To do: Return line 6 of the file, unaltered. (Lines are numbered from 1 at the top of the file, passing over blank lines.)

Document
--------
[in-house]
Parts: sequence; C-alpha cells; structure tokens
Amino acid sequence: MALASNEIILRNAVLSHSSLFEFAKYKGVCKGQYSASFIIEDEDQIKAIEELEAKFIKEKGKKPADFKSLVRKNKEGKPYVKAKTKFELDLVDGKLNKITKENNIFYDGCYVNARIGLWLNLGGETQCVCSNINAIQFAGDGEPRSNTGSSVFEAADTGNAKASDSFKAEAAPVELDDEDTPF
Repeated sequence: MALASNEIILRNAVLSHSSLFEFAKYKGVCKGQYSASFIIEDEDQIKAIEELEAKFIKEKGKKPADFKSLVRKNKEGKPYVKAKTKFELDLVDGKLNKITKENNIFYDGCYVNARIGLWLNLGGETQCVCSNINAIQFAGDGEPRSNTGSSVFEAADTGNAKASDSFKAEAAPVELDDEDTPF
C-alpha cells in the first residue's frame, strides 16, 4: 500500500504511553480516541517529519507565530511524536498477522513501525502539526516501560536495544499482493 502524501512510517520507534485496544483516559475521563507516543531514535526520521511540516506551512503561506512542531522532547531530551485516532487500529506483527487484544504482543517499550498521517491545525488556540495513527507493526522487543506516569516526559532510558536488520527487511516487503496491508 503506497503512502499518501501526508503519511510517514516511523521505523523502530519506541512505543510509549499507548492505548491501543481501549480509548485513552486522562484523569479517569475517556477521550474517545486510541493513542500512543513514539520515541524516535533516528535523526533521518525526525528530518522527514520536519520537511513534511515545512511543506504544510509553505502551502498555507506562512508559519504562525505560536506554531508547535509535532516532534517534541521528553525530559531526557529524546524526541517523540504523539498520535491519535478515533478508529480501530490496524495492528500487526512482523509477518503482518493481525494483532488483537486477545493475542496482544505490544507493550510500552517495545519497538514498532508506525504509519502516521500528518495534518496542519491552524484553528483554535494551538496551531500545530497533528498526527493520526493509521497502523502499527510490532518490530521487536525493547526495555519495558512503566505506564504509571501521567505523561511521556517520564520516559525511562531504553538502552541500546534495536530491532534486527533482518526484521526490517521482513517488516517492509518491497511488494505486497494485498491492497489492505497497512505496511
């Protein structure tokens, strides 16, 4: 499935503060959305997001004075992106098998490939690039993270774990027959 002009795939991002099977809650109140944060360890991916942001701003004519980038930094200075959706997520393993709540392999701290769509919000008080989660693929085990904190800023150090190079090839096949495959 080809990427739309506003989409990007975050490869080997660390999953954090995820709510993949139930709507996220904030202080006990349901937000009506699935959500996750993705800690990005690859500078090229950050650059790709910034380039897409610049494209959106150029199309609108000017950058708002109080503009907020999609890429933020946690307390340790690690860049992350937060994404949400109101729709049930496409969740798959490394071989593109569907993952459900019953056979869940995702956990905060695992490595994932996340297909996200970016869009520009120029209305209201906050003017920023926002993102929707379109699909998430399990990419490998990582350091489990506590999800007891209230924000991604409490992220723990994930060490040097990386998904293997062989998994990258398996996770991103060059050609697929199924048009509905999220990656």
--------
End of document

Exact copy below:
């Protein structure tokens, strides 16, 4: 499935503060959305997001004075992106098998490939690039993270774990027959 002009795939991002099977809650109140944060360890991916942001701003004519980038930094200075959706997520393993709540392999701290769509919000008080989660693929085990904190800023150090190079090839096949495959 080809990427739309506003989409990007975050490869080997660390999953954090995820709510993949139930709507996220904030202080006990349901937000009506699935959500996750993705800690990005690859500078090229950050650059790709910034380039897409610049494209959106150029199309609108000017950058708002109080503009907020999609890429933020946690307390340790690690860049992350937060994404949400109101729709049930496409969740798959490394071989593109569907993952459900019953056979869940995702956990905060695992490595994932996340297909996200970016869009520009120029209305209201906050003017920023926002993102929707379109699909998430399990990419490998990582350091489990506590999800007891209230924000991604409490992220723990994930060490040097990386998904293997062989998994990258398996996770991103060059050609697929199924048009509905999220990656």